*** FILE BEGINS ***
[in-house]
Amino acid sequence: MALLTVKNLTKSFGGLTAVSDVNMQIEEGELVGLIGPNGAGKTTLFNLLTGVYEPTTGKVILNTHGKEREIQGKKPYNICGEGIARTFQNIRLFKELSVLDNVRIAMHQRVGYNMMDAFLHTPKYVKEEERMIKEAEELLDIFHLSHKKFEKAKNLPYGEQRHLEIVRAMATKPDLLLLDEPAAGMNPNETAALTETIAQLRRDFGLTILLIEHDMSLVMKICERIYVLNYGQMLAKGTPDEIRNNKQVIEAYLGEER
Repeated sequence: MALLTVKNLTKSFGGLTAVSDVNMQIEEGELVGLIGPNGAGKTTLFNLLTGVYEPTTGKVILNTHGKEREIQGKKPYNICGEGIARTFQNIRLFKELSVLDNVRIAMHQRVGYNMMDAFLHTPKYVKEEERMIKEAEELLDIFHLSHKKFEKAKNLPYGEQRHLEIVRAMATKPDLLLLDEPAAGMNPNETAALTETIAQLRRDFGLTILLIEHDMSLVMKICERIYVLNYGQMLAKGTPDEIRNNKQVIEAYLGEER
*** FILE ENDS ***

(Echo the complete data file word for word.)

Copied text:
[in-house]
Amino acid sequence: MALLTVKNLTKSFGGLTAVSDVNMQIEEGELVGLIGPNGAGKTTLFNLLTGVYEPTTGKVILNTHGKEREIQGKKPYNICGEGIARTFQNIRLFKELSVLDNVRIAMHQRVGYNMMDAFLHTPKYVKEEERMIKEAEELLDIFHLSHKKFEKAKNLPYGEQRHLEIVRAMATKPDLLLLDEPAAGMNPNETAALTETIAQLRRDFGLTILLIEHDMSLVMKICERIYVLNYGQMLAKGTPDEIRNNKQVIEAYLGEER
Repeated sequence: MALLTVKNLTKSFGGLTAVSDVNMQIEEGELVGLIGPNGAGKTTLFNLLTGVYEPTTGKVILNTHGKEREIQGKKPYNICGEGIARTFQNIRLFKELSVLDNVRIAMHQRVGYNMMDAFLHTPKYVKEEERMIKEAEELLDIFHLSHKKFEKAKNLPYGEQRHLEIVRAMATKPDLLLLDEPAAGMNPNETAALTETIAQLRRDFGLTILLIEHDMSLVMKICERIYVLNYGQMLAKGTPDEIRNNKQVIEAYLGEER